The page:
She had flown to Australia alone to meet up with her lifelong friend from Ithaca, Carla, who was at school in Sydney for the year. Marika had other friends there as well. I will have no one. She’d asked for extra money to rent a car and I’d said no. So I will not allow myself to have a car there either. I will not open the box to spread her ashes until after Sydney, after one last flight five days later to Melbourne. I’ll take four full days in Sydney to calm my apprehensions, fuel my courage. I’d planned as much as I could before the trip so I wouldn’t end up immobilized by fear in hotel rooms for the whole two week trip. Yes, I’m terrified. That is why, on my last night home, I emailed twenty-two women, my Australia-Alone Support Squad:    

If you’re getting this email it is because I regard you as someone who has been strong and supportive, and I need your help now. I am on my way to Australia with Marika’s ashes. But I am not alone. I have her stuffed Puppy, my iPad, and you. It is scary but I can do this …

To Marika I wrote, in response to her poem: Marika, I am not “Flying to You.” There will be no one and nothing to greet me. I will arrive alone, tired and hungry, and scared because I will have to fend for myself as soon as the plane lands. I will not be rewarded with your smile or anyone’s open arms. Oh, to be flying to someone I love. And now, over this past year of grieving, I have found all your words, all over the house. There won’t be any more poems left to find when I get home. But while I was packing, I came across a framed drawing of a rabbit you’d made that said “Welcome Home Mom.” I put it on the mantle outside my bedroom, to be the first thing that greets me when I return from Australia.

Let the royal rumpus begin, I always say upon starting an adventure. Buckle up. We’re gonna bounce around a lot.

Duetting: Memoir 38

Duetting: Memoir 38 Robin Botie of Ithaca, New York, photoshops her daughter's poem onto a scene of driving the highway at night.

I’m an expert on fear. Long ago I defined two categories, based on how hard it hit: the immediate mind-gripping terror where one may respond quickly and with focus; and the kind of fear that festers deep inside, an ache that slowly gnaws away at one’s heart and gut. Fear is what fuels most of my functioning. It’s also what immobilizes me. I’ve learned to mostly tame it by looking ahead, asking, “What’s next?”

At the end of July 2012 on Long Island, after moving from my cousin’s place to the Ronald MacDonald House, and spending weeks wandering the halls at the North Shore Medical Center, my daughter and I were permitted to go home. We would need to make weekly trips back to Long Island. Even so, the prospect of having several days a week in Ithaca for whatever summer was left, cheered us. But shortly after arriving home, Marika developed chills and fever. We dashed to our local hospital where she was pumped with antibiotics, and then we were sent back to Long Island. Marika’s leukemic white blood cell count had climbed high off the charts. Afraid of a repeat of the syndrome that put her into respiratory failure and nearly killed her the first summer of cancer, the new Long Island team gave her a dose of a Phase Three experimental drug that was only made available to patients who had no choices left. Mylotarg was called a “magic bullet.” Unlike chemo drugs that kill or damage everything, the Bullet targeted only leukemia cells for destruction, and left the liver, kidneys, and other organs intact.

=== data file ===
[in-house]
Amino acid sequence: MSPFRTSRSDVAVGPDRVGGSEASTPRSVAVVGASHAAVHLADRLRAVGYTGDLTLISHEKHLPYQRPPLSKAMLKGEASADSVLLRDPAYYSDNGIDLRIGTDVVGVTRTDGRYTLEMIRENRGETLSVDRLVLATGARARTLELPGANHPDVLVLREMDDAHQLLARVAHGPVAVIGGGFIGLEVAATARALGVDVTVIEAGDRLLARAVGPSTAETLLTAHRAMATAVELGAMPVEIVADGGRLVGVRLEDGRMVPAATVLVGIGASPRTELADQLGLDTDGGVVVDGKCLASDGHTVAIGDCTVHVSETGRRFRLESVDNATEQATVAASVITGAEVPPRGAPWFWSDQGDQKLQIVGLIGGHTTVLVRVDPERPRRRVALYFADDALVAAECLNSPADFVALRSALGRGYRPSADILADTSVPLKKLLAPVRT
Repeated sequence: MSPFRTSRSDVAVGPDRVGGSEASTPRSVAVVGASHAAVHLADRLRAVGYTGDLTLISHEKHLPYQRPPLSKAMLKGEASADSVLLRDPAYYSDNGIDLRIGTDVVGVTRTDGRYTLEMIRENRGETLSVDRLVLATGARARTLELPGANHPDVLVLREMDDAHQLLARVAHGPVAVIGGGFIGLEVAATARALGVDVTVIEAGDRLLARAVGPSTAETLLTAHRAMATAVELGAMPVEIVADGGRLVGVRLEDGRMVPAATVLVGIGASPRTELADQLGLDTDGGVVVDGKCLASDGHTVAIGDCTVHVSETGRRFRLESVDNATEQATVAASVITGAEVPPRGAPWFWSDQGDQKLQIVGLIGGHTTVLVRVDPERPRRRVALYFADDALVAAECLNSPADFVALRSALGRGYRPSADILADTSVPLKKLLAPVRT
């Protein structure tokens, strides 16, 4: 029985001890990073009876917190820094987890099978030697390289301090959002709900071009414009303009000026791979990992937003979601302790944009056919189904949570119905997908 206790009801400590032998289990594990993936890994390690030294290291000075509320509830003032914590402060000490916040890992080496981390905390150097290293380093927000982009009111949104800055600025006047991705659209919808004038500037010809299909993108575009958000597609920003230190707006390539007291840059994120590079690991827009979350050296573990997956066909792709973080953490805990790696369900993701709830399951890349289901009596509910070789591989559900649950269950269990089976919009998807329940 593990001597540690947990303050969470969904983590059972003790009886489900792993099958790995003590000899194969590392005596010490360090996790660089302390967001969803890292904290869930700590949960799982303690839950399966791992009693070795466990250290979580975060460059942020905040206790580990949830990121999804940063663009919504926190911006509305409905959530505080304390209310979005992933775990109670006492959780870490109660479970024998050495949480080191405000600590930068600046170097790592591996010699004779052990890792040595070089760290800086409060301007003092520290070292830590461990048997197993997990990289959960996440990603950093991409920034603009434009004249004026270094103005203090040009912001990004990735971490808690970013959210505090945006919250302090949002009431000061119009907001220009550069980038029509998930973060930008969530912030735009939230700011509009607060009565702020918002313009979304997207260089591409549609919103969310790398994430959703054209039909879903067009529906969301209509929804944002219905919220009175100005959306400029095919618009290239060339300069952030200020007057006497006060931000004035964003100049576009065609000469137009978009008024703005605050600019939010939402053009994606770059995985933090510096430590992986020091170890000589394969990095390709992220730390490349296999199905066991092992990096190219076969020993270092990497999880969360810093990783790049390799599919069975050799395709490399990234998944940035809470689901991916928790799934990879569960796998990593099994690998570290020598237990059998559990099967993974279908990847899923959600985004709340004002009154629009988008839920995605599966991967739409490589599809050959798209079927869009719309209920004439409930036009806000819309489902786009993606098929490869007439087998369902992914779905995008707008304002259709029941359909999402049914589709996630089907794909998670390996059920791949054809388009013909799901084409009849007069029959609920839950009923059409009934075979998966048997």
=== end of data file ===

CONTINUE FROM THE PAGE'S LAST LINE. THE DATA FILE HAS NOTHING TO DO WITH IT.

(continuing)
The Bullet worked for Marika in just one dose. But the trouble with the Bullet was its frequent side effect, horribly high fever. Fever that surged after a day of hibernation. Fever that was impossible to tell if it was from the Bullet or from some hidden, lurking infection. Getting close to summer’s end, Marika desperately wanted to be home where most of her friends were preparing to leave for their colleges. We both yearned to go home. Fever was the only thing holding us back.

When she was free from fever for two days, we left Long Island. It was a Friday afternoon, when everyone else was fleeing for the weekend. We slowly inched our way out as the Brit in the new GPS dragged us through the scenic route of New York City. We were stuck for hours in traffic. In the heat. Sitting in the passenger seat, excited to be going home, Marika was talking to me once again. She was pink. Maybe too pink in the air-conditioned car. Between us a brown paper bag held her meds and a thermometer. Finally out of traffic, we approached the more remote parts of Pennsylvania, and stopped for dinner.

“I’ve got a fever again,” Marika announced, removing the thermometer that chirped the now familiar alarm of four sets of three high beeps. She took a dose of Tylenol, and we downed hamburgers and cold drinks at MacDonalds, ordering extra drinks for the road. She took her temperature again, and drank another icy diet coke as I started up the car.
“Mom, it’s up. It’s a hundred-two point nine now.”